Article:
Committee approves Phillips-Hill’s measure creating an accountable Constitutional amendment process

HARRISBURG – Legislation that would increase accountability and transparency was approved by the Senate State Government Committee, according to the measure’s sponsor, Sen. Kristin Phillips-Hill (R-York).

Senate Bill 408, known as the Constitutional Amendment Accountability Act, was authored in response to the last administration’s failure to advertise a proposed constitutional amendment, as laid out in the state constitution. The measure would require the Secretary of State to post the entire Constitutional amendment process on a publicly accessible website.

“This measure will ensure that every Pennsylvanian can track – from start to finish – a process as consequential as a proposed constitutional amendment,” said Phillips-Hill.

The Department of State would also be required to detail each action by publishing a copy online of the notice of the proposed constitutional amendment, including which newspapers the notice was published in and the deadline required by our state constitution.

The measure now heads to the full Senate for consideration.



Contact:  Kiersten Laird 

Senate committee approves measure to hold state agencies accountable


Would make state agencies more responsible, efficient, and transparent

HARRISBURG – The Senate Intergovernmental Operations Committee passed significant permitting reform legislation that will help retain existing employers and attract new employers to the Commonwealth according to the bill’s sponsors, Sens. Kristin Phillips-Hill (R-York) and Greg Rothman (R-Cumberland/Dauphin/Perry).

Senate Bill 350 would require state agencies to create an accessible website system for applicants to check their application status. In addition, all the permits issued must be publicly accessible and if rejected, it must state the legal authority the agency relies on to reject the permit application. The measure would also build upon Gov. Josh Shapiro’s Executive Order he signed earlier this year to cut down on permitting delays and bureaucratic red tape. The legislation would require that a permit, license, or certification is deemed-approved by the state if the agency reviewing the application misses its statutory deadline.

“Cutting bureaucratic red tape that punishes working professionals, job creators, farmers, non-profits, local governments, and Pennsylvania taxpayers is a long-standing goal to turn our state around,” Phillips-Hill said. “Our residents work too hard to end up against a dead-end within their own state government. We need to show that Pennsylvania is open for business and Senate Bill 350 does just that.”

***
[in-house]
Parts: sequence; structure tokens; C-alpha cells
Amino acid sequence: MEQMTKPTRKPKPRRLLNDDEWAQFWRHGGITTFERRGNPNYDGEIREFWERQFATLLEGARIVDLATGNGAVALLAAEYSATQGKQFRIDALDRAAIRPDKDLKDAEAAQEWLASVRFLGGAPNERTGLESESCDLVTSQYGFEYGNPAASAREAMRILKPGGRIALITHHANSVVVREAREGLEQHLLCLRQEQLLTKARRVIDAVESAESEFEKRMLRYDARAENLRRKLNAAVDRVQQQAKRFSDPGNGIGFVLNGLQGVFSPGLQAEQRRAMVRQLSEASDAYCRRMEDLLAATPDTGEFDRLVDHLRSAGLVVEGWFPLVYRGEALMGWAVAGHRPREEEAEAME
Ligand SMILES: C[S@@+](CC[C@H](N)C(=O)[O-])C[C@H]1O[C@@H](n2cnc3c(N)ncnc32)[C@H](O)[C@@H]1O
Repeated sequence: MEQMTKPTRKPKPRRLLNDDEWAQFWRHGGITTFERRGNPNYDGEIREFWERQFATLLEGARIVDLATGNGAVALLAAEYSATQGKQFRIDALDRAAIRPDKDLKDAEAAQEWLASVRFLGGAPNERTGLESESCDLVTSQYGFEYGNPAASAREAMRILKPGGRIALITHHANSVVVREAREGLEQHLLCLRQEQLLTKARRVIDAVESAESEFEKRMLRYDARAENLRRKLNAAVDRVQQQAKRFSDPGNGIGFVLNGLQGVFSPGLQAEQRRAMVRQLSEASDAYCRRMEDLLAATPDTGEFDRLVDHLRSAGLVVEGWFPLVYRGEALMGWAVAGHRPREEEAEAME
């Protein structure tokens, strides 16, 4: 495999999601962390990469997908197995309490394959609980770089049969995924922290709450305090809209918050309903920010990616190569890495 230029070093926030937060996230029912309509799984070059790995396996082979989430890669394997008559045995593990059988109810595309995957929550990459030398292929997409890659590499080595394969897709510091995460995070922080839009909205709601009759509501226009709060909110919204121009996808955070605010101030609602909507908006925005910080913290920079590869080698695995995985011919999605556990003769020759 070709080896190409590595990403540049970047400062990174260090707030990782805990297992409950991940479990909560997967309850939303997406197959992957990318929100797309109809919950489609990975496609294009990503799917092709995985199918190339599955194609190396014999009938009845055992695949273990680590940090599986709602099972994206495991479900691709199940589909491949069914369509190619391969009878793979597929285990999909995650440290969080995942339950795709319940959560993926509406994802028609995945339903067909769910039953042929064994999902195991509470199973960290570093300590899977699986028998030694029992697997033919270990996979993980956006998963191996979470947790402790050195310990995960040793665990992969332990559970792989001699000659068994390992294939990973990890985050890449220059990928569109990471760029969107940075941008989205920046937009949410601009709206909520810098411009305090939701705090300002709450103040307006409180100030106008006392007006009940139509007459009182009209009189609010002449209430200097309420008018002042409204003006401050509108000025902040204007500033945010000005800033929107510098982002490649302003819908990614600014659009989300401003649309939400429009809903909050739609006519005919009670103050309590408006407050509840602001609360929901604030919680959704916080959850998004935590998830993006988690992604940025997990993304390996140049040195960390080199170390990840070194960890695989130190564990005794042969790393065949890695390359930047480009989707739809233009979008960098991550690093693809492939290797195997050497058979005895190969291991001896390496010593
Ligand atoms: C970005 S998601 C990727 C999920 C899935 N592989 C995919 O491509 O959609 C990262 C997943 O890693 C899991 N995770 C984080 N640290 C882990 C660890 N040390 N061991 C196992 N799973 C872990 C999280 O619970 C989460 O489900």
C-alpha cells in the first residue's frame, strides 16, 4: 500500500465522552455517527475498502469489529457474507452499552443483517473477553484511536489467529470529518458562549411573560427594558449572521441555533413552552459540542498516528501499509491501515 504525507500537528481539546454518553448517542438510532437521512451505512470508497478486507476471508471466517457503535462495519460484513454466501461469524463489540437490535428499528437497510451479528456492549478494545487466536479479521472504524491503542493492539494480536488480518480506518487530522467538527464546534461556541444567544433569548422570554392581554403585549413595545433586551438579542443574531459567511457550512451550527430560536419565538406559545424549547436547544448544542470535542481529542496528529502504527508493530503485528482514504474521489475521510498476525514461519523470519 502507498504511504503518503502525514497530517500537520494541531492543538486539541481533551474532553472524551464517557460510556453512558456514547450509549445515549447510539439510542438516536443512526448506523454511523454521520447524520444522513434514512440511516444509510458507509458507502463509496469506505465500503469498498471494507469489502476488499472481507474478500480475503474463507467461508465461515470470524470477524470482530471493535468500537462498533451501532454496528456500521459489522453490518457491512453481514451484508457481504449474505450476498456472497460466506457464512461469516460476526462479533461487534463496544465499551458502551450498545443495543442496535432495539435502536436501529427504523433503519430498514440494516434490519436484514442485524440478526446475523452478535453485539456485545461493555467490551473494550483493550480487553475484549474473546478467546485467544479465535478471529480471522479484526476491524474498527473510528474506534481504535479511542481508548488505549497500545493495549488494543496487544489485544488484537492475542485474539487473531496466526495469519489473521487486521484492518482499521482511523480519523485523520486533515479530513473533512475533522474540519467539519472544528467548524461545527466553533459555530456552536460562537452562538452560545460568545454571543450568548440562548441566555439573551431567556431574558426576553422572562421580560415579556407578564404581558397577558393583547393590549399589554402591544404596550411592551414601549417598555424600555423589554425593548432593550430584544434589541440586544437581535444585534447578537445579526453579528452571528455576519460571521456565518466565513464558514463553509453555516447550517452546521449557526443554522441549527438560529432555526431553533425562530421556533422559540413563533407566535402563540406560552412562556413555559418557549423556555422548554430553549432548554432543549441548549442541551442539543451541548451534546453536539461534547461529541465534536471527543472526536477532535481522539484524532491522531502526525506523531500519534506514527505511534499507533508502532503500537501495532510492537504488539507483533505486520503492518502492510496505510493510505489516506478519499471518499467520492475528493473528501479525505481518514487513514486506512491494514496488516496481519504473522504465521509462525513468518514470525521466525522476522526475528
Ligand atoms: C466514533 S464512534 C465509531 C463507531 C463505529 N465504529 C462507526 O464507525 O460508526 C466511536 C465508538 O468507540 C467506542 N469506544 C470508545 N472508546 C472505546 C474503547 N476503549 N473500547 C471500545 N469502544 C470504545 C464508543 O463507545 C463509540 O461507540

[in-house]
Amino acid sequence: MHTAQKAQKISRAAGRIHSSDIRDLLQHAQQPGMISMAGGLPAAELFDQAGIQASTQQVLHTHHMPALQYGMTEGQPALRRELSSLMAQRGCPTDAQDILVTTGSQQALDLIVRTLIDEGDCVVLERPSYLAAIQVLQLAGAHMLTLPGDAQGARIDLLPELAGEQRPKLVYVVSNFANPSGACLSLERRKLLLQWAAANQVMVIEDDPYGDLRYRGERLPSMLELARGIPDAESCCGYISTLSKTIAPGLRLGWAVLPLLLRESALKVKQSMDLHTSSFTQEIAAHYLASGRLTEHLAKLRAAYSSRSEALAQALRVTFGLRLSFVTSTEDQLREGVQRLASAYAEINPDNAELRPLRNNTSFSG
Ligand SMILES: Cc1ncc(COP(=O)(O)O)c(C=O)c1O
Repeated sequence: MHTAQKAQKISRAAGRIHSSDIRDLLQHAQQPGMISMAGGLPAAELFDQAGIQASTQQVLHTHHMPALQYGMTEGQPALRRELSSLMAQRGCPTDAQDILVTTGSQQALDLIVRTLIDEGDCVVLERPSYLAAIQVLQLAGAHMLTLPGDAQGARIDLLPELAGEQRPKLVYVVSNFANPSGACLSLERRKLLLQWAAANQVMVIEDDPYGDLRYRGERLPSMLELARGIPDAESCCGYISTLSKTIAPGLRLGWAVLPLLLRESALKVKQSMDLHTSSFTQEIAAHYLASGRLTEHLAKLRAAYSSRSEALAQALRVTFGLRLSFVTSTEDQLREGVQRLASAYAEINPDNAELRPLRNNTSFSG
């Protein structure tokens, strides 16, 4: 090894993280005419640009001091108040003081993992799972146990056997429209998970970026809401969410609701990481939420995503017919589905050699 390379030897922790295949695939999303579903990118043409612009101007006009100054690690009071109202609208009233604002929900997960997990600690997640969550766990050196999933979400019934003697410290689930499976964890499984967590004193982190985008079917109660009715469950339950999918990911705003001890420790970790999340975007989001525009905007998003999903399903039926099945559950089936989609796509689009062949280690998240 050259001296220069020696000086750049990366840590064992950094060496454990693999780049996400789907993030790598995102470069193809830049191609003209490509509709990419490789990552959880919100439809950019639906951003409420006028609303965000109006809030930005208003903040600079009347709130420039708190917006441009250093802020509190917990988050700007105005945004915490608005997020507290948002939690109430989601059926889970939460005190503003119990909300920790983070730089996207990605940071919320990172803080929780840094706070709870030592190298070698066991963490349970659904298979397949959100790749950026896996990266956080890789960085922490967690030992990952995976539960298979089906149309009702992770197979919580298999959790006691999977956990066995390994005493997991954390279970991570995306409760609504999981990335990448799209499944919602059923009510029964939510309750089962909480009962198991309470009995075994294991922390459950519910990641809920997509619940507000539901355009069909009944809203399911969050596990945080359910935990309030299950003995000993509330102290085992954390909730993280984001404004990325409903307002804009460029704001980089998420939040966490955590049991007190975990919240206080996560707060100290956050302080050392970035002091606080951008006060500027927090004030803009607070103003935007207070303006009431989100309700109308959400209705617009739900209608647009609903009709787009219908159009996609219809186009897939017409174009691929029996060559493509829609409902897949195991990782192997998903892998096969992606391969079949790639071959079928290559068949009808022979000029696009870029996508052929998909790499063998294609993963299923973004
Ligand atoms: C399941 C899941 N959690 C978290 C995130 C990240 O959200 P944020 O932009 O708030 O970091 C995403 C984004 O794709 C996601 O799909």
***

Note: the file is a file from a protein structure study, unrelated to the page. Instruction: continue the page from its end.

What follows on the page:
“Government delays are costing Pennsylvanians good-paying jobs,” Rothman said. “This bill holds government accountable and puts Pennsylvania on the map for growth and economic opportunity.”

This legislation now heads to the full Senate for its consideration.




Kiersten Laird (Phillips-Hill)

Morgan Wagner (Rothman)

Senators Hughes & Phillips-Hill to Introduce Bipartisan Legislation to Protect Mental Health of Minors on Social Media

HARRISBURG, PA – May 5, 2023:  Today, State Senator Vincent Hughes (D-Philadelphia/Montgomery) and State Senator Kristin Phillips-Hill (R-York) introduced bipartisan legislation that takes important steps to protect minors and their mental health on social media.

With data showing far too many minors struggling with their mental health – and social media being a big contributing factor – the senators are working across party lines to address the severe effects social media is having on the mental well-being of young people.

“Our current law for teen social media use is outdated and inadequate,” said Senator Hughes, referring to the Federal Children’s Online Privacy Protection Act of 1998 (COPPA), which only requires parental consent to establish a social media profile for children under age 13. “We know the impact social media is having on young people and the drastic changes to how young people use social media since COPPA became law. We must act now to protect our children.”

“I am proud to work on this legislation with Sen. Hughes to better safeguard and protect the data of our children and put parents in the driver’s seat over their children’s well-being,” Phillips-Hill said. “The Senate has made protecting our online assets and cybersecurity a priority with bipartisan support, and this legislation continues that important work.”